About the inherent volatile nature of financial markets and life!
|When J P Morgan was asked in the early 1900′s on his view on what the market will do, he famously said, “It will fluctuate.” But a lot of people seriously believe that they can actually predict where the market will be, or where a particular stock or sector will be in the next few days, weeks or months. A lot of other people believe that there exist such people, and hence believe such people.
“Will the market be at 20000 or below 14000 by end of the year?”
“Will Stock A reach its price target of 123 in the next 6 months?”
“Will Sector XYZ beat Sector DEF in the next 2 quarters?”
A lot of people give confident answers to these questions. Which sometimes makes me wonder whether they are in the business of being correct or being confident. I think it is more of the latter. Because intuitively it seems to me that trying to predict prices, levels or direction of the market is a bit like trying to predict the team score or that of a batsman in a cricket match.
“Will India score 300 in the first innings?”
or like our latest obsession “Will Sachin get his 100th 100 in this series?”
Well – answers to both these sets of questions should be like the famous ad ‘No idea.’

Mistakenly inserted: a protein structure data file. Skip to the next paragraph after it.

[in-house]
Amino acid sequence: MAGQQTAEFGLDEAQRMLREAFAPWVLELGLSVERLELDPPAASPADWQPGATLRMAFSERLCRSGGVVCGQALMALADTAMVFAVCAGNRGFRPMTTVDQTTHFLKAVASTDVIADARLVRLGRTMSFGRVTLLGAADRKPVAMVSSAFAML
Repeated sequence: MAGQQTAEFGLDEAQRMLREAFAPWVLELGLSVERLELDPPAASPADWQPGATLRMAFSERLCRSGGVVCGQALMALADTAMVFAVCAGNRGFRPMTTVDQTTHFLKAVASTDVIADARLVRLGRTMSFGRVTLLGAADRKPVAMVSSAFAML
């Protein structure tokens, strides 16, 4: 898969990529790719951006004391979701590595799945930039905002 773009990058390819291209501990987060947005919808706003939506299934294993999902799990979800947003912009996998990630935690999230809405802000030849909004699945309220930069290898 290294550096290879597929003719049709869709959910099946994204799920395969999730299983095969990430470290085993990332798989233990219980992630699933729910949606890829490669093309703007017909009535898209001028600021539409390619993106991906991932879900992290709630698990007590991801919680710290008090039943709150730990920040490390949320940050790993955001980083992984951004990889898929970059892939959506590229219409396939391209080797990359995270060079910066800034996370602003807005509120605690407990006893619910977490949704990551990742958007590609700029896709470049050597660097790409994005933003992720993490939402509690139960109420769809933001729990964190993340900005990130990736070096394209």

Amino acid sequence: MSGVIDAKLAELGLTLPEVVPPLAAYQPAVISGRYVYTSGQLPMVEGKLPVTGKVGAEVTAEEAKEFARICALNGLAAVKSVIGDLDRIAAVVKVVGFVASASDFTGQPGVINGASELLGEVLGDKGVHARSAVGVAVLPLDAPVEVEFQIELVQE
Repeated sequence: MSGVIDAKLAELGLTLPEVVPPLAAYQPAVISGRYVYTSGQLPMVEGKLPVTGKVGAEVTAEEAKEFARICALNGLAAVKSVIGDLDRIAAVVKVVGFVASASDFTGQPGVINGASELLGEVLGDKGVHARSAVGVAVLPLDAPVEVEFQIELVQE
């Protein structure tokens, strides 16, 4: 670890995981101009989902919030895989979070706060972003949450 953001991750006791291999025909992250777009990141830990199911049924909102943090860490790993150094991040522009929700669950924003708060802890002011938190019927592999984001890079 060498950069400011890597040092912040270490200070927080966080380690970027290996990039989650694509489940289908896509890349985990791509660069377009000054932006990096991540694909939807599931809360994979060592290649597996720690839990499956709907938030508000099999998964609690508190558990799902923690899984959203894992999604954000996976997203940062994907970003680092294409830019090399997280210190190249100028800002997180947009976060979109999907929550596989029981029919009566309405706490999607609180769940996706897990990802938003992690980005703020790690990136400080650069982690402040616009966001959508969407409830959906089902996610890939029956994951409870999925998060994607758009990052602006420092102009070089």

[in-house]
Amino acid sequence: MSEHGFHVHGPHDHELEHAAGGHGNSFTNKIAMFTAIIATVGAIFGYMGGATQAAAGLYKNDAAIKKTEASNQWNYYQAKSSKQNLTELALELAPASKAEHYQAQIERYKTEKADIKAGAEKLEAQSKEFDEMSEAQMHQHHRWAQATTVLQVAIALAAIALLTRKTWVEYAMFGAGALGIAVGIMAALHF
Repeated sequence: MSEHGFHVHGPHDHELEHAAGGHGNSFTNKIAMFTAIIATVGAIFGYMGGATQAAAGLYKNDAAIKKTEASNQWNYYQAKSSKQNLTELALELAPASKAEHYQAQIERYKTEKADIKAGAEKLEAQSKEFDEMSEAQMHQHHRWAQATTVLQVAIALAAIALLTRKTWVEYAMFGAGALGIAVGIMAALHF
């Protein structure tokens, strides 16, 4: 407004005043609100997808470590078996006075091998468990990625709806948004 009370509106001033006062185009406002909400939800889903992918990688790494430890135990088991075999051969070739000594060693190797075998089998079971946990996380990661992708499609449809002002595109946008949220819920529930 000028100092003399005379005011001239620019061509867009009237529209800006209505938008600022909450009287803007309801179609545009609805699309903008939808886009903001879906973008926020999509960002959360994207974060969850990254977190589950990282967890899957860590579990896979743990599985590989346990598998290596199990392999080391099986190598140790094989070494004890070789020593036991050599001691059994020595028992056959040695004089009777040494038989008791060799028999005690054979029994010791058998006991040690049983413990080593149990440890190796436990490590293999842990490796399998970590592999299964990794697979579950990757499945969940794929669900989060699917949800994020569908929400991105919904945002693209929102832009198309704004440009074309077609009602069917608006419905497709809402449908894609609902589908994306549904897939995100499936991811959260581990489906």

Market levels are like the scoreboard. There is no fool-proof way by which one can predict the scoreboard and claim to do it accurately every time. One can use all the past data in the world, and analyze the pitch and the conditions as much as possible, but whether the batsman scores or loses his wicket really only depends on how he plays the next ball. And there will never be any certainty about what will happen on the next ball. So all you can do in cricket is to focus on the next ball.
Pretty similar to the markets or perhaps life itself. Well that may be carrying the metaphor too far. But all one can do is to evaluate every price that Mr Market throws at you and play it on its merit. On where it will go next, the answer is simple, ‘No idea.’
But even the greatest investors sometimes buy the wrong stocks at the wrong time, like the greatest sportsmen sometimes make the mistake of playing at a ball they should have left alone. Warren Buffett knows that, and so does Sachin Tendulkar. So sometimes they lose their wickets when they shouldn’t have.
But then the game continues. You come back again and get ready to focus on the next ball thrown at you. If you play it well on its merit, you don’t lose your wicket and score. That’s the only certainty in the game of glorious uncertainties. It is a simple game really.